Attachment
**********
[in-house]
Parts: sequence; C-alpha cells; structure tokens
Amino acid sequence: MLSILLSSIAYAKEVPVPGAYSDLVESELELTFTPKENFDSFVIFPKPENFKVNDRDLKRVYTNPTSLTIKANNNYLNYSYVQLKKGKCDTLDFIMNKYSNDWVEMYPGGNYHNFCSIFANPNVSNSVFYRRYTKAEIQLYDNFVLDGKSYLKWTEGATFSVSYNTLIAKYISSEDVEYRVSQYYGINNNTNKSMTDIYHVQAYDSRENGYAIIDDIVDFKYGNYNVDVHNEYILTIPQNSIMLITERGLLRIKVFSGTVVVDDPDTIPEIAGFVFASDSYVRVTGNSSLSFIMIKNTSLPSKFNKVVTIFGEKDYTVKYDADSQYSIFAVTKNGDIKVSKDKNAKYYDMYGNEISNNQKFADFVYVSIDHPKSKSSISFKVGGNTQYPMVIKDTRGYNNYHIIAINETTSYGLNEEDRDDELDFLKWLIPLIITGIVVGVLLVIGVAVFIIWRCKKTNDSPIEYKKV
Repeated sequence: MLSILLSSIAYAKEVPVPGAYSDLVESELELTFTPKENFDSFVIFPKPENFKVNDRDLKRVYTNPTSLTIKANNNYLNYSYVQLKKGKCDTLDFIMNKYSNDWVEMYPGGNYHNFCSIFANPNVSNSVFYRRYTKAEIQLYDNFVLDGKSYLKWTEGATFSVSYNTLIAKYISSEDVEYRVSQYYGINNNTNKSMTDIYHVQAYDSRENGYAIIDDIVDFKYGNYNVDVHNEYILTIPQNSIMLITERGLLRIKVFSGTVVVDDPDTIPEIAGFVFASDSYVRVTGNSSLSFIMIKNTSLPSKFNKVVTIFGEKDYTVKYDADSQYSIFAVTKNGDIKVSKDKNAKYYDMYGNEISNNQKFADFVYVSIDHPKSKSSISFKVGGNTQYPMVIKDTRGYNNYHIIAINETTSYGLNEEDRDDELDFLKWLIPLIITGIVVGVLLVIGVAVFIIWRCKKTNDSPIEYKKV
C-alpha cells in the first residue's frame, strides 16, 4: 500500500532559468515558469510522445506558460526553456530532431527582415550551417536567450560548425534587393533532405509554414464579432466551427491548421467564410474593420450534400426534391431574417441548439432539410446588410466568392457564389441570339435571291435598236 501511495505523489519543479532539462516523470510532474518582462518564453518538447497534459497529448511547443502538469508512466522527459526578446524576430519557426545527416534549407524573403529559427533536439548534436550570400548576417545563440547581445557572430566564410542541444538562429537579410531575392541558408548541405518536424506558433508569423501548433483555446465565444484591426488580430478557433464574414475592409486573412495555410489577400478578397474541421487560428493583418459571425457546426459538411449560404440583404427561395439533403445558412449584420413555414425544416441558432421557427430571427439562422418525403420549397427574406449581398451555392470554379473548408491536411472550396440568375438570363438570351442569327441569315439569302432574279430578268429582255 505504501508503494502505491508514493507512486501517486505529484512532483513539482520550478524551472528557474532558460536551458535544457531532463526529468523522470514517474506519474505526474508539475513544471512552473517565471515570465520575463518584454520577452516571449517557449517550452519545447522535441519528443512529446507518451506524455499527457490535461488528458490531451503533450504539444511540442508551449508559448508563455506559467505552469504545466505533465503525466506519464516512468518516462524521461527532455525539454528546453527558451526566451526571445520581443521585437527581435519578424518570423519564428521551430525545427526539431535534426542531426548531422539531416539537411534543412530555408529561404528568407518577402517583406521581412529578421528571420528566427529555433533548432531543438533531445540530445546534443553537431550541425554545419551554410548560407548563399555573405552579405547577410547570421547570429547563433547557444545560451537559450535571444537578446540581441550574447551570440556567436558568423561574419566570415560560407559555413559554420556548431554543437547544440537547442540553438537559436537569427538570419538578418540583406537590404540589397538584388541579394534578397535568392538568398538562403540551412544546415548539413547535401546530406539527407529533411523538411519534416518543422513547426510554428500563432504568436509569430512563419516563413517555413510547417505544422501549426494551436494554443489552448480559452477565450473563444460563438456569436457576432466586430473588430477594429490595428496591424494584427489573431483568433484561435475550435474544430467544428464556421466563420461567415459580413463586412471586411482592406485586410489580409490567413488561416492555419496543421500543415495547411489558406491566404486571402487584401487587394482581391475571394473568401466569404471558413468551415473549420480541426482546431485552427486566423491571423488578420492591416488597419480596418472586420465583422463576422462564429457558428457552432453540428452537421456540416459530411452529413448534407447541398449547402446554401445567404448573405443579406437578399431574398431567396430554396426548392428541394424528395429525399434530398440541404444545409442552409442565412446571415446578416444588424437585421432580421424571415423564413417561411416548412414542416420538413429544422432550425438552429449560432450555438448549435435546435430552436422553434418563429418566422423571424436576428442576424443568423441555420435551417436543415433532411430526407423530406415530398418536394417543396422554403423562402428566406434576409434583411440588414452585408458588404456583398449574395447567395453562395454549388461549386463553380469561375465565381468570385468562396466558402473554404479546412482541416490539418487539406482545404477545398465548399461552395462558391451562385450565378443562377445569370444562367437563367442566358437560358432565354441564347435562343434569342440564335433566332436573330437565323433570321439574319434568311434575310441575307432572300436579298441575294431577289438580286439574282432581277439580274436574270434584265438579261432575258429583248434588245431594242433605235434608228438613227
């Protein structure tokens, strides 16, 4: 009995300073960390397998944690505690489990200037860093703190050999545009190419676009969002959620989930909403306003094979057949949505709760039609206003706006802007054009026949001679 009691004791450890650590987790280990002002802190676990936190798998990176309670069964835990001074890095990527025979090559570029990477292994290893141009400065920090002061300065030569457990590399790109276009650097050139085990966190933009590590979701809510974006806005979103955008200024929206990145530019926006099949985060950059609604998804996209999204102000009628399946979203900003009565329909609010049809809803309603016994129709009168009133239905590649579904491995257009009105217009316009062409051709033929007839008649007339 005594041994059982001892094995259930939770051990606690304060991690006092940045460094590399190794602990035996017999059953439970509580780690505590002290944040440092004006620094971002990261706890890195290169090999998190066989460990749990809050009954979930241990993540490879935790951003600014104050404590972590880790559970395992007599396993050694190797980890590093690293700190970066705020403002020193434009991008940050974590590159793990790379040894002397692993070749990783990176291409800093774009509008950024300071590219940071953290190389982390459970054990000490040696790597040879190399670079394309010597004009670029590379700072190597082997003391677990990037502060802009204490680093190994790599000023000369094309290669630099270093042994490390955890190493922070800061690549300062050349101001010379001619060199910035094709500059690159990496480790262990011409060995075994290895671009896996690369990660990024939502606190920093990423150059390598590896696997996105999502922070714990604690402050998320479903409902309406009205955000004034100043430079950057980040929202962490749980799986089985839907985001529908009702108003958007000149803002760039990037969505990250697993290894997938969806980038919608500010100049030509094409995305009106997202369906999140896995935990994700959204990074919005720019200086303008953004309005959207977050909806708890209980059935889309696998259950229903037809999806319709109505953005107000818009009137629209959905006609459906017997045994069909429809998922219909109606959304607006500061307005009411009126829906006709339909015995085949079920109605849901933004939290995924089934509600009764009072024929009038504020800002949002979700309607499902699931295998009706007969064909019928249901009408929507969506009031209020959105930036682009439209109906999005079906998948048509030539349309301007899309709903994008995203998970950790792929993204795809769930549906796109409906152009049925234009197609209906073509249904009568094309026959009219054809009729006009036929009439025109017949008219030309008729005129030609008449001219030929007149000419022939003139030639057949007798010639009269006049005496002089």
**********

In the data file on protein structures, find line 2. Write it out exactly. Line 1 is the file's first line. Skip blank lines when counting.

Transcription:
Parts: sequence; C-alpha cells; structure tokens